Part VI provides that if a workman, regardless as to whether he is a member of a trade union of workmen, considers that he has been dismissed by his employer without just cause or excuse, he may within sixty days of such dismissal, make his representation in writing to the Director General to be reinstated in his former employment. If the representation remains unsettled after the Director General has taken such steps as the considers it necessary or expedient to bring about a settlement, the Minister is notified accordingly, who may, if the thinks fit, refer it to the Industrial Court for an award.
Part VII contains provisions for : • the parties to a trade dispute to jointly request the Minister to refer a trade dispute to the Industrial Court; and • for the Minister to refer on his own motion any trade dispute to the Industrial Court if he is satisfied that it is expedient so to do; provide that in the case of a trade dispute in any Government service or in the service of ant statutory authority, such reference shall not be made except with the consent of the Yang Di Pertuan Agong (King) or State Authority as the case may require.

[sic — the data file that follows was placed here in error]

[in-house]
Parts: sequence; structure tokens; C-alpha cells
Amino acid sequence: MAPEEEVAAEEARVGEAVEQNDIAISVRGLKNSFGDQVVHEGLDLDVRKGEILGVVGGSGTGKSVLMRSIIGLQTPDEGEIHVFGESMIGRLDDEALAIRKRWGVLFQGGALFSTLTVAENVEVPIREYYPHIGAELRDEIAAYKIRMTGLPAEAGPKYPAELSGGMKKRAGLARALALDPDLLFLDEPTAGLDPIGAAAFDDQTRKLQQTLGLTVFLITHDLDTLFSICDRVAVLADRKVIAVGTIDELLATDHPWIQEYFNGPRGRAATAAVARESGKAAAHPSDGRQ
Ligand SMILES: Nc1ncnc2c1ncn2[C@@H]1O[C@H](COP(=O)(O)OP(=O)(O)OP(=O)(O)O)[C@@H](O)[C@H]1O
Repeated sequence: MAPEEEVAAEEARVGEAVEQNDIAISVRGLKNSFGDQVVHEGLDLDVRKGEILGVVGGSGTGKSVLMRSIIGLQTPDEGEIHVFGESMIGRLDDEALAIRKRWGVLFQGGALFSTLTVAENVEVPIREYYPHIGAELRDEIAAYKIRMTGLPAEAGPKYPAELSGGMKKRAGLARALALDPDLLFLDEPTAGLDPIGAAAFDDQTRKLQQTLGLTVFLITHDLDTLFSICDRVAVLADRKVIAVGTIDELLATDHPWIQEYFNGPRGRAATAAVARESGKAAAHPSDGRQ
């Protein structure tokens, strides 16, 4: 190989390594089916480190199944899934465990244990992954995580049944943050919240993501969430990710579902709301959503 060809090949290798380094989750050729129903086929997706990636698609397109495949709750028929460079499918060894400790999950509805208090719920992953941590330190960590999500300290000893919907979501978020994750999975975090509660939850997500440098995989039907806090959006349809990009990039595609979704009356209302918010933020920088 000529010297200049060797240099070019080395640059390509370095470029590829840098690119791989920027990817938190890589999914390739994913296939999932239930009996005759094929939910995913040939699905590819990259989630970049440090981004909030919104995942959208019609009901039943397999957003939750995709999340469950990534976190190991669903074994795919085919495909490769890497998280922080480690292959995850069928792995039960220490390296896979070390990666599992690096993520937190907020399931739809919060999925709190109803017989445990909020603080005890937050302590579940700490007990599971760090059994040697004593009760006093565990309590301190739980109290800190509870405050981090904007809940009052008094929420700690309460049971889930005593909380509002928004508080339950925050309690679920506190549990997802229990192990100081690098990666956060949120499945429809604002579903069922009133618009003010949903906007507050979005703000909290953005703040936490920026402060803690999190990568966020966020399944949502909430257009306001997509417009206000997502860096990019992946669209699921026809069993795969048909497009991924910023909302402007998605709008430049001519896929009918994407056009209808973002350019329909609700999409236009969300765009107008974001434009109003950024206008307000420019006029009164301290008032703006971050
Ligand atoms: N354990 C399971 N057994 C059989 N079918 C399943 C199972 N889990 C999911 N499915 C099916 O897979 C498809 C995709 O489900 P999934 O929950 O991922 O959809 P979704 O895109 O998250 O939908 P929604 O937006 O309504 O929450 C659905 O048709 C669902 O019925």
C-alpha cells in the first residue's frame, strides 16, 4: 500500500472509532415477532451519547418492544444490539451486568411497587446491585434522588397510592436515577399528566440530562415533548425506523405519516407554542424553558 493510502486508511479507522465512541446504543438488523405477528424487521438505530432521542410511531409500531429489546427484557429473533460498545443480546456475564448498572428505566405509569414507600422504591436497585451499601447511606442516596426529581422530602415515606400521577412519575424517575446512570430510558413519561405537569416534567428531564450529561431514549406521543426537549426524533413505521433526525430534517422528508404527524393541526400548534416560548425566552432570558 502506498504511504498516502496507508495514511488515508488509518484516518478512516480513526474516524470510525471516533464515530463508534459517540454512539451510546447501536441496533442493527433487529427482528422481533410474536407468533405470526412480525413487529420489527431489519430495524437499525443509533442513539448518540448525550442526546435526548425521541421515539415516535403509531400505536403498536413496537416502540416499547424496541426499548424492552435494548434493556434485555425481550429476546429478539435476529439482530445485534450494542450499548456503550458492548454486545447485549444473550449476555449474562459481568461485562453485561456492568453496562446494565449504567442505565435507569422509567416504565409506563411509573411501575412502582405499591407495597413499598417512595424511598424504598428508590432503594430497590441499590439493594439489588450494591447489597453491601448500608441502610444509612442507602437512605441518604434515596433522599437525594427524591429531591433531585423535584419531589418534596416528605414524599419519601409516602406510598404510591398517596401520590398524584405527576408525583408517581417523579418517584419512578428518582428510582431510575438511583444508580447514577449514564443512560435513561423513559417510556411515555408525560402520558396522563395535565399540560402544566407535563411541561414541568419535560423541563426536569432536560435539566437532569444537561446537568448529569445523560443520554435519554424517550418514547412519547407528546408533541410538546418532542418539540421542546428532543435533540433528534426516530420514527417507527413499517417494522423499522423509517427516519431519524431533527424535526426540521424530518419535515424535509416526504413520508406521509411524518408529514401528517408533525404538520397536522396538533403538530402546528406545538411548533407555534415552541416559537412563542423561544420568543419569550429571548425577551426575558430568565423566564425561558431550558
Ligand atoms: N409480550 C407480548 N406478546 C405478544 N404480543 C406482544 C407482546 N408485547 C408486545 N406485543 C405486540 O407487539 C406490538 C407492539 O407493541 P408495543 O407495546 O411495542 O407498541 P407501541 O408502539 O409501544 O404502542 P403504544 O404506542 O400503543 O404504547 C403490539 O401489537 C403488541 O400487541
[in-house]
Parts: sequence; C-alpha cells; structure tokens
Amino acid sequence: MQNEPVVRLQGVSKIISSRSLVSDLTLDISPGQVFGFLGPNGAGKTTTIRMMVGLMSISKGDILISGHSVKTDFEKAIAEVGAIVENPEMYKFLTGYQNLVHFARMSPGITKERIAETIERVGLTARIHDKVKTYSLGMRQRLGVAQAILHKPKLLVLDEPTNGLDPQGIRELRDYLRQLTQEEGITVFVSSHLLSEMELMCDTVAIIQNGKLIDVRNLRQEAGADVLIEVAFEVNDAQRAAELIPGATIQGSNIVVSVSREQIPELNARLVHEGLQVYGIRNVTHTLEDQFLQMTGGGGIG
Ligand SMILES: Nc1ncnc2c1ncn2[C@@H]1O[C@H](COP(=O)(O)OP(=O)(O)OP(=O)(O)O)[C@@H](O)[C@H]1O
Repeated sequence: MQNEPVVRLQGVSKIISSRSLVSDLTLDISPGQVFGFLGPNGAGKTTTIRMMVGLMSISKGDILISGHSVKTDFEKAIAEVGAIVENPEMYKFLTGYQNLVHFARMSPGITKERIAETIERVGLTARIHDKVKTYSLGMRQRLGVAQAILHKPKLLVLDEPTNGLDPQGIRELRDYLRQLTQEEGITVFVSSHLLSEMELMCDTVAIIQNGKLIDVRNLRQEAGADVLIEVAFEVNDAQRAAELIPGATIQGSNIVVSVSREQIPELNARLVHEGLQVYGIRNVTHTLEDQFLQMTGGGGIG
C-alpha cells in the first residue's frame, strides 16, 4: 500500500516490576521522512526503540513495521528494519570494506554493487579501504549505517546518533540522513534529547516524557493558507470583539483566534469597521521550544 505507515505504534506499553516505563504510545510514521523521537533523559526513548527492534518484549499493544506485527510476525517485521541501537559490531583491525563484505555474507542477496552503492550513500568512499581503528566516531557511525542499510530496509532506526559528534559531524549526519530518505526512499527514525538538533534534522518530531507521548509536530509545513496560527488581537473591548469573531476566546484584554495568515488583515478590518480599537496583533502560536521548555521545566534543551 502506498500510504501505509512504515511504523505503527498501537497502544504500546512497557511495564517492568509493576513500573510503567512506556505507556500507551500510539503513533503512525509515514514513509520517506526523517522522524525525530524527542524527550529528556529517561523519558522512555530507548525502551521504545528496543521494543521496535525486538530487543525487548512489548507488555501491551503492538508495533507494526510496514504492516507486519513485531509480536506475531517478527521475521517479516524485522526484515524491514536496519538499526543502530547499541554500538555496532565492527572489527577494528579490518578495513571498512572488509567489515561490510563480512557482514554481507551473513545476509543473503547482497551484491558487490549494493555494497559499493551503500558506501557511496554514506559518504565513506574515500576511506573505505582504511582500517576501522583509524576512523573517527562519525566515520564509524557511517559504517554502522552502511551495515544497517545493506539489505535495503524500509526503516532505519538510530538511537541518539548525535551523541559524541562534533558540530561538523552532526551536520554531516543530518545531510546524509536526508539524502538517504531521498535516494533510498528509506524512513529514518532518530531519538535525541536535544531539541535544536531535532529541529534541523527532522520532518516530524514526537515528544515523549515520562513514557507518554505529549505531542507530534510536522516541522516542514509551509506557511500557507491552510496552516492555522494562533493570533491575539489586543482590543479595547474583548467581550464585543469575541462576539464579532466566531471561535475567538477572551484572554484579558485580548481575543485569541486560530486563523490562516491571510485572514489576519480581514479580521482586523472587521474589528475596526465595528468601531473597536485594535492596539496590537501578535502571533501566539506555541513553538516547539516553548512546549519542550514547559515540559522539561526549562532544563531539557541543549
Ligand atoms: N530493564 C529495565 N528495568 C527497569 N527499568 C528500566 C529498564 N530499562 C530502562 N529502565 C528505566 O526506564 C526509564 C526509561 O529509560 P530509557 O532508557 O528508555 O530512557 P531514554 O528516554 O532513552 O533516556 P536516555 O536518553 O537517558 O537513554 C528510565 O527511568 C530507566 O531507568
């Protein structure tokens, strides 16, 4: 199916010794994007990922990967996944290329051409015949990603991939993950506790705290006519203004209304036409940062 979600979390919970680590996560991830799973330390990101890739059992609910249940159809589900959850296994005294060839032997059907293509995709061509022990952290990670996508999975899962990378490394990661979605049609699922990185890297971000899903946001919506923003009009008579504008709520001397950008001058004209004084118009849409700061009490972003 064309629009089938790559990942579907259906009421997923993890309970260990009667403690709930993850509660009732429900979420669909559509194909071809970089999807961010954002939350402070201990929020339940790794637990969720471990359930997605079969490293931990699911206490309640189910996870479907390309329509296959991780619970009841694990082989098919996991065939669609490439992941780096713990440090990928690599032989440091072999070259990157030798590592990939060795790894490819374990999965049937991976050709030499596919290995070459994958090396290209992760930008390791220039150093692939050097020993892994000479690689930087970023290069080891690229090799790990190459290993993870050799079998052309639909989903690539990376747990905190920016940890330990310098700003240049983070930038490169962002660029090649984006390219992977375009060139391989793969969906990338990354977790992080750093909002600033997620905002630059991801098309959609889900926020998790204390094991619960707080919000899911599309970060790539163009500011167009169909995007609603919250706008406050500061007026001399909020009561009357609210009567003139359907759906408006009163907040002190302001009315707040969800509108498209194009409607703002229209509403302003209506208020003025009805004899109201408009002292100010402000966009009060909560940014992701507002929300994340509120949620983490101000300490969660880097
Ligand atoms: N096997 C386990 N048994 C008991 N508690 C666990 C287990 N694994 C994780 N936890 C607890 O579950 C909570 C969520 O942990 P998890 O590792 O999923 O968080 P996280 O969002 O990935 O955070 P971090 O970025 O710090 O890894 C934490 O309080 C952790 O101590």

This part also has provisions for the Industrial Court to observe when making an award under subsction 20(3) to consider the factors in Second Schedule. Part VIII pertains to the establishment and functioning of a Committee of Investigation or a Board of Inquiry. This Part is meant to cater for issues or disputes which may not be amenable to be dealt with under the normal forms or methods of settlement and are considered useful in the promotion of good employer-employee relations.
The Minister is given the power to appoint a Committee consisting of one or more persons or a Board consisting of a Chairman and such other persons as the Minister thinks fit to inquire into the facts, causes and circumstances of a dispute referred to it and to submit its report. Any report of a Board Inquiry is required to be tabled as soon as may be before the Parliament. Part IX relates to trade disputes, strikes and lock-outs and matters arising therefrom.
Pupils are not permitted to take part in trade disputes and any pupil convicted or found guilty or an offence under this Part is liable to expulsion from this school. This Part (Section 39 & 41) also provides that intimidation, willful and malicious breach of contract liable to injure person or property are illegal and the commission of which renders the offender liable to punishment.
Peaceful and orderly picketing in furtherance of a trade dispute is permitted under Section 20 provided that such picketing is carried out at or near the place where a workmen works and where a trade dispute exists. It will be illegal however for one or more persons to attend at or near a place of employment where a workman works if such attendance is, by nature of its manner or number, calculated to intimidate any person in the place or to obstruct the approach thereto or egress therefrom or to lead to a breach of the peace.